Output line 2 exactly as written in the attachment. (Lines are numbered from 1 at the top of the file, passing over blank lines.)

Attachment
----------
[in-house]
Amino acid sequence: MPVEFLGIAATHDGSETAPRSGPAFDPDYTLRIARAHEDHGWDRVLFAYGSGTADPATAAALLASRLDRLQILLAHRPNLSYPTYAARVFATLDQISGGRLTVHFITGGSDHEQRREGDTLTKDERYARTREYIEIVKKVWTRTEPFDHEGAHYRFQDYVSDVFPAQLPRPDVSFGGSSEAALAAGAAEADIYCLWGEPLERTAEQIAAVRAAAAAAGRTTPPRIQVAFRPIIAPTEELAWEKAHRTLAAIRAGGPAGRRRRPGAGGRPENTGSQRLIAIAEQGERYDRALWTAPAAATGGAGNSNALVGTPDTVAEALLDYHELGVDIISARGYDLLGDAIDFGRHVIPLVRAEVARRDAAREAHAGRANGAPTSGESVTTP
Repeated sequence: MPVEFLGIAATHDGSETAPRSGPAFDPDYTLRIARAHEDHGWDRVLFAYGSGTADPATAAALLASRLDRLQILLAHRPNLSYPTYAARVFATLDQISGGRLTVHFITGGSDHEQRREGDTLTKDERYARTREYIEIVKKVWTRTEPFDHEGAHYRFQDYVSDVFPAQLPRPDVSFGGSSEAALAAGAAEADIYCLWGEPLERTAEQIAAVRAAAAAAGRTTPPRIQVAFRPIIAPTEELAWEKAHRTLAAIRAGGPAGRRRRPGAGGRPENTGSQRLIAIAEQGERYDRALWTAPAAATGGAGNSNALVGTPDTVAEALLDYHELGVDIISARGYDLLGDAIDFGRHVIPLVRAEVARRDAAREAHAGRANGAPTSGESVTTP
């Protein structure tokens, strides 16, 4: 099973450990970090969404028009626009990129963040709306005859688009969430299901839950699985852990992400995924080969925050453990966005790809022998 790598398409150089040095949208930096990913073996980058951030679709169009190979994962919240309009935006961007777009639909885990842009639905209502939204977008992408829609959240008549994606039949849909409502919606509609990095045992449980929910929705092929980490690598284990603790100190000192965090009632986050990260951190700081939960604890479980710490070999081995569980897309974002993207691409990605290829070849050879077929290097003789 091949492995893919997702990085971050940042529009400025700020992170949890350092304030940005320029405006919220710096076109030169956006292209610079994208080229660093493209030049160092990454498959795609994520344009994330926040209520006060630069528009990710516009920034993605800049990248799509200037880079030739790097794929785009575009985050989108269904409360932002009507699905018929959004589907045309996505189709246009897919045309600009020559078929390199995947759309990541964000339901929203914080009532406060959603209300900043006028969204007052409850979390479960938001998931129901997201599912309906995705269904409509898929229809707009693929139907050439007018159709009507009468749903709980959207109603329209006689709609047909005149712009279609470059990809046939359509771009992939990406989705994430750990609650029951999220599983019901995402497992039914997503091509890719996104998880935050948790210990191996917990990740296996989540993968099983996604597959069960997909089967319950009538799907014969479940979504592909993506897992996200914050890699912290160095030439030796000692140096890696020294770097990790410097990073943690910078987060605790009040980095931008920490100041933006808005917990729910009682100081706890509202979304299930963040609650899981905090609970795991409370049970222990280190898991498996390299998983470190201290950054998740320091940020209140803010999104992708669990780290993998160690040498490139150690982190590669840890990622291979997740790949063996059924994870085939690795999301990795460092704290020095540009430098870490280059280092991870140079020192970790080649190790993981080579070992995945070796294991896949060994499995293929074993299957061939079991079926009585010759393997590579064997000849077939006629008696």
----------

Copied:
Amino acid sequence: MPVEFLGIAATHDGSETAPRSGPAFDPDYTLRIARAHEDHGWDRVLFAYGSGTADPATAAALLASRLDRLQILLAHRPNLSYPTYAARVFATLDQISGGRLTVHFITGGSDHEQRREGDTLTKDERYARTREYIEIVKKVWTRTEPFDHEGAHYRFQDYVSDVFPAQLPRPDVSFGGSSEAALAAGAAEADIYCLWGEPLERTAEQIAAVRAAAAAAGRTTPPRIQVAFRPIIAPTEELAWEKAHRTLAAIRAGGPAGRRRRPGAGGRPENTGSQRLIAIAEQGERYDRALWTAPAAATGGAGNSNALVGTPDTVAEALLDYHELGVDIISARGYDLLGDAIDFGRHVIPLVRAEVARRDAAREAHAGRANGAPTSGESVTTP